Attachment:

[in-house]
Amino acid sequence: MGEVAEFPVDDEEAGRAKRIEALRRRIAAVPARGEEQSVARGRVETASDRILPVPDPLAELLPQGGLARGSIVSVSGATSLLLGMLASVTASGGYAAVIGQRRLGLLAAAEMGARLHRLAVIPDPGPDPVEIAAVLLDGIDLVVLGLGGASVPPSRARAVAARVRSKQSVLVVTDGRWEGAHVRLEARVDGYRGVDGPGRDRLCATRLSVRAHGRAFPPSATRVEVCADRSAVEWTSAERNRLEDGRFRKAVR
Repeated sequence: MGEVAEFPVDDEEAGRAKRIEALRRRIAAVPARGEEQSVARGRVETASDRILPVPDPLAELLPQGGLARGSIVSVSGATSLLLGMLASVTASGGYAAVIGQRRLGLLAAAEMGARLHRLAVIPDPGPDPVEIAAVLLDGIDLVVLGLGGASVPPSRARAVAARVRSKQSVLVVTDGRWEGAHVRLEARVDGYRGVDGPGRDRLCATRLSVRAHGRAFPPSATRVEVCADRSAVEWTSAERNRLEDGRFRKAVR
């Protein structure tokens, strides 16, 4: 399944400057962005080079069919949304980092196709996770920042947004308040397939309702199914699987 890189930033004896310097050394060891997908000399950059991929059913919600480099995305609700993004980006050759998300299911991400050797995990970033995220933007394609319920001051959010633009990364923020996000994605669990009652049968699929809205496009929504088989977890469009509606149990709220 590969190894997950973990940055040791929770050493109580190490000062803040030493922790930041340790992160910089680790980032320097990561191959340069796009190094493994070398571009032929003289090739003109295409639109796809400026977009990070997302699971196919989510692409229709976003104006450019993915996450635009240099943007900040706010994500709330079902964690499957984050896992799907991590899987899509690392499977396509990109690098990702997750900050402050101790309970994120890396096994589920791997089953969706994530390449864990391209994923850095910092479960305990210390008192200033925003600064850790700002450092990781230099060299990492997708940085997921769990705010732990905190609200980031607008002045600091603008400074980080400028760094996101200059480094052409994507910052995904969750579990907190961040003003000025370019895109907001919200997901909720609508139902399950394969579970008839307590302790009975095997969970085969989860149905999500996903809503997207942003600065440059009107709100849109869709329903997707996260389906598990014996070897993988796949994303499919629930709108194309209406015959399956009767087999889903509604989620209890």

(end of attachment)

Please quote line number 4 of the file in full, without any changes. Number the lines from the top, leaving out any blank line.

């Protein structure tokens, strides 16, 4: 399944400057962005080079069919949304980092196709996770920042947004308040397939309702199914699987 890189930033004896310097050394060891997908000399950059991929059913919600480099995305609700993004980006050759998300299911991400050797995990970033995220933007394609319920001051959010633009990364923020996000994605669990009652049968699929809205496009929504088989977890469009509606149990709220 590969190894997950973990940055040791929770050493109580190490000062803040030493922790930041340790992160910089680790980032320097990561191959340069796009190094493994070398571009032929003289090739003109295409639109796809400026977009990070997302699971196919989510692409229709976003104006450019993915996450635009240099943007900040706010994500709330079902964690499957984050896992799907991590899987899509690392499977396509990109690098990702997750900050402050101790309970994120890396096994589920791997089953969706994530390449864990391209994923850095910092479960305990210390008192200033925003600064850790700002450092990781230099060299990492997708940085997921769990705010732990905190609200980031607008002045600091603008400074980080400028760094996101200059480094052409994507910052995904969750579990907190961040003003000025370019895109907001919200997901909720609508139902399950394969579970008839307590302790009975095997969970085969989860149905999500996903809503997207942003600065440059009107709100849109869709329903997707996260389906598990014996070897993988796949994303499919629930709108194309209406015959399956009767087999889903509604989620209890």